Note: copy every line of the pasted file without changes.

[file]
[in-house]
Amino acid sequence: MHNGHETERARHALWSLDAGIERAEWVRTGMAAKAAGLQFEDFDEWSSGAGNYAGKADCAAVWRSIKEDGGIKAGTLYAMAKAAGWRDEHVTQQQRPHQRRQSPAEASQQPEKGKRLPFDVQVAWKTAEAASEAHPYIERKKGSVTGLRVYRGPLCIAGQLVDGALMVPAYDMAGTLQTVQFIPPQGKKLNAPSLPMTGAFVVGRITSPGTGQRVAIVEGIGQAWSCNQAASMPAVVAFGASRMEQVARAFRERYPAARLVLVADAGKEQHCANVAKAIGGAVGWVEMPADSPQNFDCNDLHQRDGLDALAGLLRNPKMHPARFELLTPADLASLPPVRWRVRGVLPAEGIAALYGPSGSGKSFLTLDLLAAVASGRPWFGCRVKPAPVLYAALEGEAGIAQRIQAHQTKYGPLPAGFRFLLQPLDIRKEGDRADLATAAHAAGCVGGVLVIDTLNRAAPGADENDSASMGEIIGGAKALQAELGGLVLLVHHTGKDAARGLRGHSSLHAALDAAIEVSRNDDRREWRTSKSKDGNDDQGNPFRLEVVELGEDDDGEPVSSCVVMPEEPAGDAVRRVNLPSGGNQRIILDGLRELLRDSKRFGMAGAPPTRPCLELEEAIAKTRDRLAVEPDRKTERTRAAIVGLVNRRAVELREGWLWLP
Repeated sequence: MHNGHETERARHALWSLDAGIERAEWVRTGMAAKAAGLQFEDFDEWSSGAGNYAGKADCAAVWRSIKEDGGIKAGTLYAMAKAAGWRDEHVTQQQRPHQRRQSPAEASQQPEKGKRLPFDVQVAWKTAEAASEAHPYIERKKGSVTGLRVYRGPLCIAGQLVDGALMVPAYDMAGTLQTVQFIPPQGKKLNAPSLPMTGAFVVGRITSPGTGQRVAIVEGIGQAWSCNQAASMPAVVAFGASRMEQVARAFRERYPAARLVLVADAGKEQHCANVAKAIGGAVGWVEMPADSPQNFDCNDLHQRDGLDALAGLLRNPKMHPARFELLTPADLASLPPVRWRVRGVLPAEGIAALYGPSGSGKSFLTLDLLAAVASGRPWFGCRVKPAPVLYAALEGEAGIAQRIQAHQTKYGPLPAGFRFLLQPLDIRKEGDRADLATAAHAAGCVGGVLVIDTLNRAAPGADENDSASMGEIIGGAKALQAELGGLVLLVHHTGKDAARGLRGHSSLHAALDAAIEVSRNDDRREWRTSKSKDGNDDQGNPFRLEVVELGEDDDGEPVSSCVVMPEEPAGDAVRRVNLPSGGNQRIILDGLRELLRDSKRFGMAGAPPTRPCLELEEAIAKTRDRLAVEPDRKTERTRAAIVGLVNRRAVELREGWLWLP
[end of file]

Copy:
[in-house]
Amino acid sequence: MHNGHETERARHALWSLDAGIERAEWVRTGMAAKAAGLQFEDFDEWSSGAGNYAGKADCAAVWRSIKEDGGIKAGTLYAMAKAAGWRDEHVTQQQRPHQRRQSPAEASQQPEKGKRLPFDVQVAWKTAEAASEAHPYIERKKGSVTGLRVYRGPLCIAGQLVDGALMVPAYDMAGTLQTVQFIPPQGKKLNAPSLPMTGAFVVGRITSPGTGQRVAIVEGIGQAWSCNQAASMPAVVAFGASRMEQVARAFRERYPAARLVLVADAGKEQHCANVAKAIGGAVGWVEMPADSPQNFDCNDLHQRDGLDALAGLLRNPKMHPARFELLTPADLASLPPVRWRVRGVLPAEGIAALYGPSGSGKSFLTLDLLAAVASGRPWFGCRVKPAPVLYAALEGEAGIAQRIQAHQTKYGPLPAGFRFLLQPLDIRKEGDRADLATAAHAAGCVGGVLVIDTLNRAAPGADENDSASMGEIIGGAKALQAELGGLVLLVHHTGKDAARGLRGHSSLHAALDAAIEVSRNDDRREWRTSKSKDGNDDQGNPFRLEVVELGEDDDGEPVSSCVVMPEEPAGDAVRRVNLPSGGNQRIILDGLRELLRDSKRFGMAGAPPTRPCLELEEAIAKTRDRLAVEPDRKTERTRAAIVGLVNRRAVELREGWLWLP
Repeated sequence: MHNGHETERARHALWSLDAGIERAEWVRTGMAAKAAGLQFEDFDEWSSGAGNYAGKADCAAVWRSIKEDGGIKAGTLYAMAKAAGWRDEHVTQQQRPHQRRQSPAEASQQPEKGKRLPFDVQVAWKTAEAASEAHPYIERKKGSVTGLRVYRGPLCIAGQLVDGALMVPAYDMAGTLQTVQFIPPQGKKLNAPSLPMTGAFVVGRITSPGTGQRVAIVEGIGQAWSCNQAASMPAVVAFGASRMEQVARAFRERYPAARLVLVADAGKEQHCANVAKAIGGAVGWVEMPADSPQNFDCNDLHQRDGLDALAGLLRNPKMHPARFELLTPADLASLPPVRWRVRGVLPAEGIAALYGPSGSGKSFLTLDLLAAVASGRPWFGCRVKPAPVLYAALEGEAGIAQRIQAHQTKYGPLPAGFRFLLQPLDIRKEGDRADLATAAHAAGCVGGVLVIDTLNRAAPGADENDSASMGEIIGGAKALQAELGGLVLLVHHTGKDAARGLRGHSSLHAALDAAIEVSRNDDRREWRTSKSKDGNDDQGNPFRLEVVELGEDDDGEPVSSCVVMPEEPAGDAVRRVNLPSGGNQRIILDGLRELLRDSKRFGMAGAPPTRPCLELEEAIAKTRDRLAVEPDRKTERTRAAIVGLVNRRAVELREGWLWLP